heath2Real leadership does not seem to have brought out the best in him, however. On the one hand, joining the Common Market was a major personal triumph owing a lot to his endurance and diplomacy. He also acted courageously and correctly to isolate Enoch Powell from mainstream Tory politics, following the racist “Rivers of Blood” speech in  1968. But on the other hand, his was a disappointing premiership low on achievement and derailed by inflation and industrial action. Having been brought down by the two General Elections of 1974, having come to power after a surprise election win in June 1970, he was overthrown as Tory leader by his old Education Secretary Margaret Thatcher in February 1975.

Heath’s defensiveness in the face of media attacks plus his odd manner and sense of humour gave rise to the rather stuffy awkward image of Heath which prevails to this day: that of the “incredible sulk”.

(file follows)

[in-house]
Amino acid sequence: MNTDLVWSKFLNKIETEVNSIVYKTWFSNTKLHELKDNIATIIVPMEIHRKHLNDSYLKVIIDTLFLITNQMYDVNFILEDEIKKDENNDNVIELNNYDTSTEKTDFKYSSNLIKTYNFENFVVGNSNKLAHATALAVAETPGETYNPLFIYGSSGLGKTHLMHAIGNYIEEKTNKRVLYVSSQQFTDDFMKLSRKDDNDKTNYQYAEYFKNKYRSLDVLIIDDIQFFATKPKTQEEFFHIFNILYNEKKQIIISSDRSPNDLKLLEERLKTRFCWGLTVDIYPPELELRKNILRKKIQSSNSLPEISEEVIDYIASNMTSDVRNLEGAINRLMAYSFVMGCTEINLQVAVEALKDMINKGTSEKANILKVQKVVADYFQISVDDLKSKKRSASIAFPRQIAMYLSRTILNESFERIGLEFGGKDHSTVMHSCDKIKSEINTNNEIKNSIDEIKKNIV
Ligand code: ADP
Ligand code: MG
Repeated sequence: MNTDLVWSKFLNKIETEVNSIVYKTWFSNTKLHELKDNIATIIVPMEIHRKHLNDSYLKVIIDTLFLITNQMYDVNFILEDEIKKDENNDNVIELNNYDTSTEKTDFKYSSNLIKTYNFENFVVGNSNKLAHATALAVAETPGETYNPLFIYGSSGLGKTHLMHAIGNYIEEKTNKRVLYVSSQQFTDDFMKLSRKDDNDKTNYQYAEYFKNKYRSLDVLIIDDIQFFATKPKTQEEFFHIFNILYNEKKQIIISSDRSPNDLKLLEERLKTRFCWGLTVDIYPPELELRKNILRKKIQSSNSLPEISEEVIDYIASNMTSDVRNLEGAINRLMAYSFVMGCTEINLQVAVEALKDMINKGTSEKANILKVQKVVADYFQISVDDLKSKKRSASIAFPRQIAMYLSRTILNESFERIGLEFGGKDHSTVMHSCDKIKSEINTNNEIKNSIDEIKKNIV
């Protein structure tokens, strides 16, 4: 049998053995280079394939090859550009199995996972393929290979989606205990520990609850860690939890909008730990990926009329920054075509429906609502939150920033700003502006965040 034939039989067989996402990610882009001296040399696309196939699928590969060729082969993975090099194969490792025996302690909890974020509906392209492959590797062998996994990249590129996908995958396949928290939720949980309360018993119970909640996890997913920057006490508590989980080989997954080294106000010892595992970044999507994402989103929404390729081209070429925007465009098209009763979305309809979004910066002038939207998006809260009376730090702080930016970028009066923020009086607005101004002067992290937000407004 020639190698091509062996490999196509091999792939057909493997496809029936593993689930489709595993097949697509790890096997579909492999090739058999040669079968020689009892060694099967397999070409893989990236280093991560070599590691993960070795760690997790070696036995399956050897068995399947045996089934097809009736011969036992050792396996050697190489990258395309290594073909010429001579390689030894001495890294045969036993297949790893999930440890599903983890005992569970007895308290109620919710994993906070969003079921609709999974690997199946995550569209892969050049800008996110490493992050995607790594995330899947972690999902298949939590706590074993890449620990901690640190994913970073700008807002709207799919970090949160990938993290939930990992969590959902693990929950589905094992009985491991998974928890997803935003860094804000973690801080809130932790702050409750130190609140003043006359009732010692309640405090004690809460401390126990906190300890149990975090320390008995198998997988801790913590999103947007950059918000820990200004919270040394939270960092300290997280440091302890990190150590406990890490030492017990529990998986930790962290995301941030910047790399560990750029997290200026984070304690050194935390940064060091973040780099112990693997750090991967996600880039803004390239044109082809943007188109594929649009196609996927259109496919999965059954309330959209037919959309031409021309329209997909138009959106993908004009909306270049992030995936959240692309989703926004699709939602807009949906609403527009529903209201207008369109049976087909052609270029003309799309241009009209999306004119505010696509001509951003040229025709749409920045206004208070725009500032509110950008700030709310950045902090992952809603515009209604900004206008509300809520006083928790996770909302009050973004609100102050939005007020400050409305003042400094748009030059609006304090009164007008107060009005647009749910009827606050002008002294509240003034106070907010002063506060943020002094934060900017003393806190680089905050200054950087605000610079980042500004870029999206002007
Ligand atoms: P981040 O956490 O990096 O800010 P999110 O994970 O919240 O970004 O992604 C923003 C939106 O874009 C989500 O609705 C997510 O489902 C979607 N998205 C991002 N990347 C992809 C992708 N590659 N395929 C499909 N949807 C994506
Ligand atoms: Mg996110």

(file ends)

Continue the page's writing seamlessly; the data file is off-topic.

It is not wholly unjustified. But his morally courageous attacks on the excesses of Thatcherism in later life, demonstrate that he was perhaps a better man than he was a Prime Minister.

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Book review: Order, Order! by Ben Wright

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Alcohol has long been the fuel which has powered the engine of our nation’s political life. Sometimes the results seemed to be beneficial. Margaret Thatcher generally found it difficult to relax and enjoyed a whisky or two most evenings during her long stint in Number 10. Winston Churchill also seems to have been improved incredibly by the astonishing amounts of alcohol he drank during his premiership. One has to wonder if we would have won the war, as BBC Political Correspondent Ben Wright does here, had he not drank.